Development is the process of evolving, building complexity, or advancing towards a specific end point. Regenerative development, therefore, is a process of renewal that evolves or advances the potential of an organism or system of relationships towards a destination. The destination could include the ecozoic era, in which humanity lives peacefully with other species staying within the ecological carrying capacity of earth.

Regeneration moves past restoration in the pursuit of evolving potential.

Regenerative development starts with a focus on being, on paying attention to oneself and one’s impacts. Next, attention is given to the immediate system or organization of which one is a part. This could comprise a family, neighbourhood, business, or city. Considerations include how one’s being, meaning one’s intentions and interactions, impact these larger systems. Attention is then given to the cumulative impacts of both one’s being and the system of which one is a part on the whole world. It is an exploration of unfolding potential and related impacts. In sociology, which is the science of human relationships and functioning, regenerative development explores the process by which cultures and societies create beliefs, values and norms of behavior to structure institutions that advance healing relationships with each other and the world.

These concepts draw heavily from the science of living systems (Miller 1978) and permaculture (Mollison 1988) that also manifest in bioregionalism and inform urban ecology and ecocity building. Regenerative development aligns with ecocity development such that the first informs the process of evolution towards the second which is the destination. Regenerative development involves a process for how to engage oneself and the people in one’s community in evolving towards an ecologically healthy relationship with nature that manifests through life patterns, including the built environment. Ecocity development involves the shaping of the destination, a built environment that enables sustainable and healthy living in balance with nature.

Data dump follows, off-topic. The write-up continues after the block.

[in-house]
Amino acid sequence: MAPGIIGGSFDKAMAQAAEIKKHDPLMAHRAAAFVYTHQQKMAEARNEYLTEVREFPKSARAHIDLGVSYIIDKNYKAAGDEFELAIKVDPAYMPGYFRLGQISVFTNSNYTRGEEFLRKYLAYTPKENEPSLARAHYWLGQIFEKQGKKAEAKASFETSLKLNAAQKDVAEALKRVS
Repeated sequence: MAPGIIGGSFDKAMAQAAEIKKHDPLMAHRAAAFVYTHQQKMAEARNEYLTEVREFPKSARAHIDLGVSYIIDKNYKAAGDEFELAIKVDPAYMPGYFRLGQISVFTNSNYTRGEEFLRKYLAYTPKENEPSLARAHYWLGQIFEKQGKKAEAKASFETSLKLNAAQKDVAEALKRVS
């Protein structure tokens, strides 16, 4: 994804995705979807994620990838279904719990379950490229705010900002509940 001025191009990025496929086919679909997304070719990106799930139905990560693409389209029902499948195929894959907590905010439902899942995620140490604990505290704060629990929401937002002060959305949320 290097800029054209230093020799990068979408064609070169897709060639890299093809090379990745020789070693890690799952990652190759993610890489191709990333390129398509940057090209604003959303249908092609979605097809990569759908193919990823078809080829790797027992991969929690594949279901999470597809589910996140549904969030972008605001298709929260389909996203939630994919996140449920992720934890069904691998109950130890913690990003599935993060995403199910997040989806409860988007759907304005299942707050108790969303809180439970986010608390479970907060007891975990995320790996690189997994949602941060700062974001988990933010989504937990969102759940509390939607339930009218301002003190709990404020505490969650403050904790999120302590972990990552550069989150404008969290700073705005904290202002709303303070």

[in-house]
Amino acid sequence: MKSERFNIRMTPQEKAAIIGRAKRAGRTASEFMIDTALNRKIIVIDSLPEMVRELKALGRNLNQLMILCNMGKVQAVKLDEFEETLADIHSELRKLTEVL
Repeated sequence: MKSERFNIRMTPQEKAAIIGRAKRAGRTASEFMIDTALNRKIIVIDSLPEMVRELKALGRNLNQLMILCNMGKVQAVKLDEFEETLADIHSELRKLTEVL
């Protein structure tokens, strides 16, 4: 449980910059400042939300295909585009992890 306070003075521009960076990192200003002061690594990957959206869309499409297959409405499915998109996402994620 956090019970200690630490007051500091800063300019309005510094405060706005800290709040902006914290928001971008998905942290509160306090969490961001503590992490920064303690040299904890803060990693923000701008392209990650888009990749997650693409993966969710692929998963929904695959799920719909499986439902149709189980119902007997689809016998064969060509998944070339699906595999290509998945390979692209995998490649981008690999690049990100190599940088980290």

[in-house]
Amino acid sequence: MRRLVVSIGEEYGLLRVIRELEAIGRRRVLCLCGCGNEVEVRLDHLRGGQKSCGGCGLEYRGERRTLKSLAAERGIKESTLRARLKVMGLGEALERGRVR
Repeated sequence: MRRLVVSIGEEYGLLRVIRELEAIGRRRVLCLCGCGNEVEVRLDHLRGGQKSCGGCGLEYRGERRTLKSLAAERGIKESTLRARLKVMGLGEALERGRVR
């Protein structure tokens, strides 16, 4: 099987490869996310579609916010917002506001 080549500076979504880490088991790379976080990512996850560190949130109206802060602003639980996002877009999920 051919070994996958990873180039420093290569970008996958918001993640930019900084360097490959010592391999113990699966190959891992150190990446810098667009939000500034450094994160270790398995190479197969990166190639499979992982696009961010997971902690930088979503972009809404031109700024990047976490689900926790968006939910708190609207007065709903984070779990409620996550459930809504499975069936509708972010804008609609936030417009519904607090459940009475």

Miller, James Grier. 1978. Living Systems. New York: McGraw Hill.

Mollison, Bill. 1988. Permaculture: A designer’s manual. Tyalgum Australia: Tagari Publications.


British Columbia Institute of Technology School of Construction and the Environment is Lead Sponsor of the International Ecocity Framework and Standards Initiative

Swarms of Apps Will Turn Cities into Sustainable ‘Smart Hives’

May 27, 2014

By Warren Karlenzig. Originally posted on Sustainable Cities Collective.

The amazing growth of sharing apps promises to mark the spring of 2014 as the beginning of a new era demonstrating the power of the swarm. Just as the summer of 1998 marked the beginning of the mainstream Dot Com era and the spring of 2008 saw the advent of global social media, the April IPO of Opower marks a new digital-physical era, the collaborative economy.

The collaborative economy will make cities more convenient, less costly and more sustainable. To provide a mental model of this new world, think of cities as “Smart Hives” for “swarms” of physical activities optimized by, or made possible through open urban data schemes. Earlier this month, I presented this concept in Vienna (ranked as one of Europe’s top smart cities) at IconVienna, a Central European investment forum on smart cities and innovation.